Tower Heist review, Tower Heist Blu-ray review
Ben Stiller, Eddie Murphy, Matthew Broderick, Casey Affleck, Michael Peña, Téa Leoni, Alan Alda, Gabourey Sidibe
Brett Ratner
Tower Heist

Reviewed by David Medsker



rett Ratner’s films have never been accused of sweating the small stuff, and for once that works in his favor. Yes, “Tower Heist” is saddled with some crippling flaws in logic and execution (not to mention pissing all over several laws of physics), but it still manages to entertain throughout, and even dares to go dark in the third act. At no point does the movie promise more than it can deliver, though to be fair, that’s a polite way of saying that it’s not trying very hard.

Josh Kovacs (Ben Stiller) manages the exclusive Tower apartment building, and is extremely good at his job. He knows everything there is to be known about each tenant, and has developed a rapport with high-rolling investment banker Arthur Shaw (Alan Alda), who owns the penthouse suite. Shaw even agreed to manage the pensions of the building staff at Josh’s request. One day, Shaw is arrested for securities fraud, and Josh discovers that the employee pensions have been wiped out. Shaw shows little remorse for wrecking the lives of the staff, and Josh, along with bellhop DevReaux (Michael Pena) and assistant manager Charlie (Casey Affleck) are soon fired after severely damaging one of Shaw’s prized possessions in retaliation. During a booze-fueled conversation with Josh, FBI agent Denham (Tea Leoni) lets slip that most defrauders keep a stash worth roughly $20 million nearby, so Josh, Charlie, DevReaux, recently evicted Tower tenant and businessman Mr. Fitzhugh (Matthew Broderick), and Slide (Eddie Murphy), Josh’s childhood friend with an adult criminal record, hatch a plan to find the stash and make things right.

That’s one of the lengthier plot summary paragraphs you’ll ever see on this site, but don’t let it fool you – the story actually has a Zen-like straightforwardness to it. Their building is called the Tower, and a few jilted employees plan a heist. It’s literally an “Ocean’s” movie for dummies, since all of the would-be robbers are amateurs. Not even Murphy’s Slide has pulled a job of this magnitude. Ratner, to his credit, keeps the camera work simple, with only a handful of splashy crane shots. The characters are the focus, as it should be.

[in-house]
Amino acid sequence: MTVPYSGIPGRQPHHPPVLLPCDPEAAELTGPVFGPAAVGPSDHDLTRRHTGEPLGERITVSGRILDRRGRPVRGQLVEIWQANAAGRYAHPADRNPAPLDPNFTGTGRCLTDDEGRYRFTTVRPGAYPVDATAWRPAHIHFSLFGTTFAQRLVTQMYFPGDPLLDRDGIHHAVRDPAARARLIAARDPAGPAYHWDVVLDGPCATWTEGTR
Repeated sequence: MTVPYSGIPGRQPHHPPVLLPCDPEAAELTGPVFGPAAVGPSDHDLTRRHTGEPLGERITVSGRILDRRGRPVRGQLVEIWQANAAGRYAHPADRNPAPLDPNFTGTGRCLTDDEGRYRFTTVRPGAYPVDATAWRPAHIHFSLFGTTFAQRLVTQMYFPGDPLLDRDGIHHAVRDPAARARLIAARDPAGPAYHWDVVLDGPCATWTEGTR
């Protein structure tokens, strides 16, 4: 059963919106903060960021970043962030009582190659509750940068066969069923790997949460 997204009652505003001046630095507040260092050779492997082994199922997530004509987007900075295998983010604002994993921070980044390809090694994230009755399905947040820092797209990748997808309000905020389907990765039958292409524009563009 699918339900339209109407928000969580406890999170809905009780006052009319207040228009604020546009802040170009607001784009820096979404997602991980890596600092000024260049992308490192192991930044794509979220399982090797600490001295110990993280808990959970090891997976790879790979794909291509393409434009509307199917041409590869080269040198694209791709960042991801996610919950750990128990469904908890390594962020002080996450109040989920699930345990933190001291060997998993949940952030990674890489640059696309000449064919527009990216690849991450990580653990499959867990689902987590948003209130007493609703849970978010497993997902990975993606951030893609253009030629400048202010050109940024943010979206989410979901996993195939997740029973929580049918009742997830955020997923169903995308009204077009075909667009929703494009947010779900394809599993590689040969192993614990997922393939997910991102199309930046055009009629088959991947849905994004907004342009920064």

These characters, though, aren’t nearly as interesting as Danny Ocean and his crew, with the exception of Stiller, who relishes the opportunity to be in charge after spending a decade-plus as a comedic punching bag. The casting of Casey Affleck was a shrewd move, but he could have used a partner, a Scott Caan to bounce his lines off of. The movie gets better when Murphy finally shuts the hell up – his motor mouth shtick gets old in a hurry – yet from a plot perspective, it’s a bit of a cheat. Alda is clearly having fun playing the white collar con artist, confident in his ability to beat the system without resorting to cartoon villainy. The job itself is, of course, preposterous, especially in today’s camera phone world, but disbelief is surprisingly easy to suspend here.

“Tower Heist” is not a great movie, but it never pretends to be. It has a mentality fitting of its working class victims; keep your head down, get the job done, and don’t be a show-off. That’s an admirable quality coming from an industry built on narcissism, though whether such an endeavor should cost $85 million to make is up for debate.

Two-Disc Blu-ray Review:

The movie itself may have been average, but the bonus features on the "Tower Heist" Blu-ray are far better than your typical goodies. There are two alternate endings, and while the one in the film is the best way to end the movie, the two here aren't terrible, and we're frankly surprised they didn't go with the longer of the two because it's very Hollywood. There is a great gag reel, and the deleted and extended scenes are all good for a laugh. There are 40 minutes of featurettes that cover the making of the movie, the set design, and the replica of Steve McQueen's car. Director Brett Ratner also contributes a video diary and an audio commentary along with his editor and the movie's screenwriters. Not a bad haul.

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